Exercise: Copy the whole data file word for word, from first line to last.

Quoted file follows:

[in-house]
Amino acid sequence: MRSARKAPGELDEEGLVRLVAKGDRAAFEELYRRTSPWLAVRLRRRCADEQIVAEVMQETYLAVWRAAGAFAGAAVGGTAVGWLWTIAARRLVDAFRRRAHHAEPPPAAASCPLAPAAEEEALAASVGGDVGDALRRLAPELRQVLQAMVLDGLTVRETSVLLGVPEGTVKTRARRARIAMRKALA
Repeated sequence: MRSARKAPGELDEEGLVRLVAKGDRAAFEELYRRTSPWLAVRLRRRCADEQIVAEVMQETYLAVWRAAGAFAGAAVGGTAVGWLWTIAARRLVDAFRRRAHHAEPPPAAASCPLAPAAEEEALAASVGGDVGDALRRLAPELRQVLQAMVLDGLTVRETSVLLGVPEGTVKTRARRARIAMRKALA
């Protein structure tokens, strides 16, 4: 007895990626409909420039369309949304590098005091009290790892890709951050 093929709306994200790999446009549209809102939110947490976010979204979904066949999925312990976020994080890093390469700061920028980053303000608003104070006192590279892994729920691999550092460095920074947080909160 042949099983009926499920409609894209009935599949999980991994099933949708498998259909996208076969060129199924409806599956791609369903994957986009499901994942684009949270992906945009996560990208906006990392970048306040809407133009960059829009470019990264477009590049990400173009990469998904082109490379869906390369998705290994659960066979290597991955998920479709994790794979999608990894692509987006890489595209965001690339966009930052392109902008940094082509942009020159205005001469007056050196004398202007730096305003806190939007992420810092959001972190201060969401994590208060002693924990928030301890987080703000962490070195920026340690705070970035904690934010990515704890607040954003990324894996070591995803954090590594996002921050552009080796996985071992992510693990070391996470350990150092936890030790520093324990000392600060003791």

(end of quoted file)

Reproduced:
[in-house]
Amino acid sequence: MRSARKAPGELDEEGLVRLVAKGDRAAFEELYRRTSPWLAVRLRRRCADEQIVAEVMQETYLAVWRAAGAFAGAAVGGTAVGWLWTIAARRLVDAFRRRAHHAEPPPAAASCPLAPAAEEEALAASVGGDVGDALRRLAPELRQVLQAMVLDGLTVRETSVLLGVPEGTVKTRARRARIAMRKALA
Repeated sequence: MRSARKAPGELDEEGLVRLVAKGDRAAFEELYRRTSPWLAVRLRRRCADEQIVAEVMQETYLAVWRAAGAFAGAAVGGTAVGWLWTIAARRLVDAFRRRAHHAEPPPAAASCPLAPAAEEEALAASVGGDVGDALRRLAPELRQVLQAMVLDGLTVRETSVLLGVPEGTVKTRARRARIAMRKALA
């Protein structure tokens, strides 16, 4: 007895990626409909420039369309949304590098005091009290790892890709951050 093929709306994200790999446009549209809102939110947490976010979204979904066949999925312990976020994080890093390469700061920028980053303000608003104070006192590279892994729920691999550092460095920074947080909160 042949099983009926499920409609894209009935599949999980991994099933949708498998259909996208076969060129199924409806599956791609369903994957986009499901994942684009949270992906945009996560990208906006990392970048306040809407133009960059829009470019990264477009590049990400173009990469998904082109490379869906390369998705290994659960066979290597991955998920479709994790794979999608990894692509987006890489595209965001690339966009930052392109902008940094082509942009020159205005001469007056050196004398202007730096305003806190939007992420810092959001972190201060969401994590208060002693924990928030301890987080703000962490070195920026340690705070970035904690934010990515704890607040954003990324894996070591995803954090590594996002921050552009080796996985071992992510693990070391996470350990150092936890030790520093324990000392600060003791």